PC | 3DS, DS, PSP | Wii | PlayStation 3 | Xbox 360 | Retired: GBA | GameCube |PlayStation 2| Xbox |

News | Reviews | Previews | Features | Classics | Goodies | Anime | YouTube



only search AE

 

Platform

Xbox

 

Genre

Role-Playing

 

Publisher

InXile / Vivendi

 

Developer

InXile

 

ESRB

T (Teen)

 

Released

October 2004

 

 

- Humorous adventure
- Easily grasped role-playing elements
- Great audio design
- Controls make sense

 

 

- May be too “pedestrian” for the hardcore crowd

 

 

Review: Baldur's Gate - Dark Alliance (XB)

Review: Dungeons & Dragons - Heroes (XB)

Review: Fallout 3 (360)

 

Newsletter

Be notified of site updates. Sign-up for the Newsletter sent out twice weekly.

Enter E-Mail Address Below:


Subscribe | Unsubscribe

The Bard's Tale

Score: 8.0 / 10

 

bard's tale review          bard's tale review

 

For me, The Bard’s Tale arrives at the best possible moment. The stress of trying to review umpteen games during the busy 4th Quarter has transformed into A-1 cynicism. Being able to laugh is a welcomed change particularly after the so-called humor of Leisure Suit Larry: Magna Cum Laude. The Bard’s Tale takes shots at everything but fans of role-playing games will get more of the jokes.

The Bard’s Tale begins with the titular Bard on a quest for ill-gotten booty and the chance to romance a few comely lassies. Does he really need a deeper quest?

As far as role-playing games go, Bard’s Tale is average (with most elements stripped down) as most of the familiar conventions apply (earning XP and leveling

Advertisement

 


 

- Xbox Game Reviews

- Role-Playing Game Reviews

up, accepting missions, seeking out the better equipment, etc.) and even the ¾ overhead perspective is familiar but the execution is very funny. The interplay between the Bard and the Narrator is miles more sophisticated and funny that the aforementioned Magna Cum Laude – not only does the delivery work the jokes are actually amusing.

There is more to the

Advertisement

game than its humor though. The Bard is part summoner – wielding his instrument to call all manner of being to his aid. From a lowly rat to a raging elemental, as the Bard travels the land he learns more and more tunes to summon more powerful allies (whom he has basic control over with the D-pad). Performing any of these tunes (equipping weapons or performing a spell) is done through an overlay menu system, which feels wrong at first but quickly becomes very comfortable. Just for an example, pressing the right trigger brings up the summoning overlay. You’re still in control of the Bard but layered on top are button choices (A,B,X,Y) to summon specific creatures. The triggers, white, and black buttons bring up menus that are navigated the same way. The only time I found myself pausing the game was to check the logbook. Kudos to the designers for keeping it streamlined.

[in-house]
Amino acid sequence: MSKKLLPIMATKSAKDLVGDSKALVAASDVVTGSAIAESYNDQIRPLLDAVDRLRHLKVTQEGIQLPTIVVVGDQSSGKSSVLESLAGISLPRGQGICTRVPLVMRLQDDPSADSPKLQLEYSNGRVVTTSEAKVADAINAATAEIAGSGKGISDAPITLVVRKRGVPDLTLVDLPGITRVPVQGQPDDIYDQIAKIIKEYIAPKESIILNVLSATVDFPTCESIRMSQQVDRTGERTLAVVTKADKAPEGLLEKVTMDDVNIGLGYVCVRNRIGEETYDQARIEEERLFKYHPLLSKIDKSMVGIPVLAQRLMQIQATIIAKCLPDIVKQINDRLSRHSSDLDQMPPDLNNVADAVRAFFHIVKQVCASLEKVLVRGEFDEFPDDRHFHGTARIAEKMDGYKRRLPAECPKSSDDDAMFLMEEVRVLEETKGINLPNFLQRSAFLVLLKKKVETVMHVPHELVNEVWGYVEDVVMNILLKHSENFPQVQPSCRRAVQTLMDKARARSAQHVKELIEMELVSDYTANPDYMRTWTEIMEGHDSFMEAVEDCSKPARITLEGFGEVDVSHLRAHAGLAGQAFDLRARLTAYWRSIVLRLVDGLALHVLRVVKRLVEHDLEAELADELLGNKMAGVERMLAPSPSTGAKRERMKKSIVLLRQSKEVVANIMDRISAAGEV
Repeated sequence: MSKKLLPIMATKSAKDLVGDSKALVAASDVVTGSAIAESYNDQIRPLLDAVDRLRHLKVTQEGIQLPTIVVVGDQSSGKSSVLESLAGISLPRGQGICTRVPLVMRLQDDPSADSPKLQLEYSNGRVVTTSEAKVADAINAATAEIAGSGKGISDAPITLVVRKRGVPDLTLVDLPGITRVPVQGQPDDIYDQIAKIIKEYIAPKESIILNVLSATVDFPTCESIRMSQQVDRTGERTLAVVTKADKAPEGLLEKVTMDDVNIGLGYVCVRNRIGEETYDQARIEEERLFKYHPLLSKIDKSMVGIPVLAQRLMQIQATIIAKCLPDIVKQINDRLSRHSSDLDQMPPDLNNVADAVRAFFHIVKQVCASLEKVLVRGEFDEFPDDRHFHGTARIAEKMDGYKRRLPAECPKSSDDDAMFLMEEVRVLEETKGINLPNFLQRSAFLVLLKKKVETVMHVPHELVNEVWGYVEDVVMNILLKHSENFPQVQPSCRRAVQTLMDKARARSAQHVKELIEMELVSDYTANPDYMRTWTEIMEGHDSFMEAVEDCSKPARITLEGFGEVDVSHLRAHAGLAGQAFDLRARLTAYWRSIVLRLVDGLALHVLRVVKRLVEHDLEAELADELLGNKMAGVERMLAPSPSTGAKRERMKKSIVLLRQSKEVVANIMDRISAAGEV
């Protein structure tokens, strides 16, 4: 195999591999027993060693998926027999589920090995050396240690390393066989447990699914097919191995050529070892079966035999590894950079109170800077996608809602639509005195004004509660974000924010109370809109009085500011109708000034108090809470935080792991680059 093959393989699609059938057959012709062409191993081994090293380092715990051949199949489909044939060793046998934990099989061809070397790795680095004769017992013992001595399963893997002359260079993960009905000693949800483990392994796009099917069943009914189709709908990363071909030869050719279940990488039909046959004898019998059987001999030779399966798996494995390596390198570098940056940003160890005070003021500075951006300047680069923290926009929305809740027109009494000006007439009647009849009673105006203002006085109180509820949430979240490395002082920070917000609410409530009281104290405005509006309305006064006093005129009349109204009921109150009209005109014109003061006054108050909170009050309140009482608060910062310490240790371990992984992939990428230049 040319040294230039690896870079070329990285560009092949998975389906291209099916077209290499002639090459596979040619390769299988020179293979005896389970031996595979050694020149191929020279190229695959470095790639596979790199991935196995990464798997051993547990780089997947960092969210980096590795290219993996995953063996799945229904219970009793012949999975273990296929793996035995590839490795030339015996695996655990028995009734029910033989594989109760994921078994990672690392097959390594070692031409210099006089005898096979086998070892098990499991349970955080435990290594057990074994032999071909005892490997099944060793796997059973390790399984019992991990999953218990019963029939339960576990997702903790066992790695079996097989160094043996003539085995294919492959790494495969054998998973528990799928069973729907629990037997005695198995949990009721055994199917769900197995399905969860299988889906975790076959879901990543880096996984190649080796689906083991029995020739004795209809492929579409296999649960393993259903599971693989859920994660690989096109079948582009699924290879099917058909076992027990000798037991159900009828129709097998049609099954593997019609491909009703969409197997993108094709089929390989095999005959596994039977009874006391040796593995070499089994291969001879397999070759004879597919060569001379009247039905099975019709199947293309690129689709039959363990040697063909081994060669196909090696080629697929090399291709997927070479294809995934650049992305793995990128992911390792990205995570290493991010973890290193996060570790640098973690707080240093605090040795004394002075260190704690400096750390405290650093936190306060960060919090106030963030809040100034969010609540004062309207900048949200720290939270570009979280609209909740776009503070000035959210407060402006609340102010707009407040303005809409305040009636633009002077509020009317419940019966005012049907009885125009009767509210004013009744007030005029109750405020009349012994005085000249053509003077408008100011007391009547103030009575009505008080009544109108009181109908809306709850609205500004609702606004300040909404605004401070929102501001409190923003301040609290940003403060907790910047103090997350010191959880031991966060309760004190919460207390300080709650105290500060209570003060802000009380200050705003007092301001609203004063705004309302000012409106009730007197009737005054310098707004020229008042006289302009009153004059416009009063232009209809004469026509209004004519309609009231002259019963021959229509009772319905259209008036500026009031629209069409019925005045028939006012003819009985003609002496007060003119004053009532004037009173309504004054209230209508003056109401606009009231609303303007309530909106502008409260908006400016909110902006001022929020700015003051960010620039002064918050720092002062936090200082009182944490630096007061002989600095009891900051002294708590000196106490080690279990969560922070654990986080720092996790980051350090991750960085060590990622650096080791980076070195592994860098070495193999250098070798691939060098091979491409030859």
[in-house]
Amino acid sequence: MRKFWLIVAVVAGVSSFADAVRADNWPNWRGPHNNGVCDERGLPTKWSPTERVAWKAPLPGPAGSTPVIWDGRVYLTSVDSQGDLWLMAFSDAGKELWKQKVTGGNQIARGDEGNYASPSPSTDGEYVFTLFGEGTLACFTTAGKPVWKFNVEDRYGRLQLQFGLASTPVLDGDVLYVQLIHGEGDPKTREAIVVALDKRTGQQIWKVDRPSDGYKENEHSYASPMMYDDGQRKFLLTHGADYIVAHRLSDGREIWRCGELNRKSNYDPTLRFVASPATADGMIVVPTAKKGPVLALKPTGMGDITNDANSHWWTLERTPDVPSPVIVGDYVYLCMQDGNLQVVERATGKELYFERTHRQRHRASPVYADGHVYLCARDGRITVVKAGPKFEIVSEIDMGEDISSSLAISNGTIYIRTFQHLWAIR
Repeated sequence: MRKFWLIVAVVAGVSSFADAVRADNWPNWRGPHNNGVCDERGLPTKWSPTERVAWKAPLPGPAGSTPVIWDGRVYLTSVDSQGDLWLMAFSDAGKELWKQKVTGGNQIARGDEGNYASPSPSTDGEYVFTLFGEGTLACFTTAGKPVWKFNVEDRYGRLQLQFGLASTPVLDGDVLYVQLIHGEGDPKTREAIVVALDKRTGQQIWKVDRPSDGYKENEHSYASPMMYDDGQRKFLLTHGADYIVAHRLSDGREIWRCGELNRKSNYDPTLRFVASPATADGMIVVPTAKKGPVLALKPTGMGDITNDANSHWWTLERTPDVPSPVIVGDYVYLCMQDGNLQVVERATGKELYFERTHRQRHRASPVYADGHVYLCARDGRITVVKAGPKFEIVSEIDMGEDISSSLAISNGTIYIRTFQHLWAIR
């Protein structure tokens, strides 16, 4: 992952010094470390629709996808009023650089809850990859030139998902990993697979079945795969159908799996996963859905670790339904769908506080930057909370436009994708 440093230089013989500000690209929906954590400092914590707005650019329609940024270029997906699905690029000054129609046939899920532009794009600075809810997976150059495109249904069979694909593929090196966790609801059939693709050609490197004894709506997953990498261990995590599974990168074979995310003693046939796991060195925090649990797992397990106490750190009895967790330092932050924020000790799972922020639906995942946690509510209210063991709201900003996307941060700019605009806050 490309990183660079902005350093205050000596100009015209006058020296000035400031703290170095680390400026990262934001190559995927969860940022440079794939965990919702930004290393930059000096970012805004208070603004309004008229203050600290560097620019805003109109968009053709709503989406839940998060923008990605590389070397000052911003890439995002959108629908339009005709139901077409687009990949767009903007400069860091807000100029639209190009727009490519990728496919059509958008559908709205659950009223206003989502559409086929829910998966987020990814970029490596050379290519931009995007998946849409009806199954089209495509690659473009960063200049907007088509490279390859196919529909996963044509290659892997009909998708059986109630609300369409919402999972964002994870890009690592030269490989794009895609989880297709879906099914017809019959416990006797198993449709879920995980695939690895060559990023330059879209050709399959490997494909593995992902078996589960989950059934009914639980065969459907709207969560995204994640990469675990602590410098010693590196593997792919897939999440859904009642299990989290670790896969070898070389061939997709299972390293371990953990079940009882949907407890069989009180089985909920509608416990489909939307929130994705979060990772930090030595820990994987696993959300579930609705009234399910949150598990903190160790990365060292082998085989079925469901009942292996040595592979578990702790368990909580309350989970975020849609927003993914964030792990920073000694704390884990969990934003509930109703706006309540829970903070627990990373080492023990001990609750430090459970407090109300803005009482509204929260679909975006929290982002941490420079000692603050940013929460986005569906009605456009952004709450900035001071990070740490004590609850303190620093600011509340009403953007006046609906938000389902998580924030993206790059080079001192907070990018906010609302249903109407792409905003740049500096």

bard's tale review          bard's tale review


Tallarico Studios did a great job with the audio. The ambient sound alone is worthy of an award, because with the correct setup you almost feel like you’re there. Wolves howling, birds twittering… the mix is just right.

The Bard’s Tale has its rough edges but I probably spent more time than was necessary playing it because I was enjoying it! Hardcore RPG players might be turned off by Bard’s uncomplicated and streamlined approach, but the rest of us will enjoy the laughs.

- Omni
(December 18, 2004)

 

Digg this Article!  | del.icio.us 

Advertise | Site Map | Staff | RSS Feed           Web Hosting Provided By: Hosting 4 Less

Affiliates:

 - CivFanatics-   - Coffee, Bacon, Flapjacks! -    - Creative Uncut -      - DarkZero -     - Dreamstation.cc -   

 - gamrReview-     - Gaming Target-    - I Heart Dragon Quest -    - New Game Network -

- The Propoganda Machine -    - PS3 : Playstation Universe -     - Zelda Dungeon - 

All articles ©2000 - 2014 The Armchair Empire.

All game and anime imagery is the property of their respective owners.

Privacy Statement - Disclaimer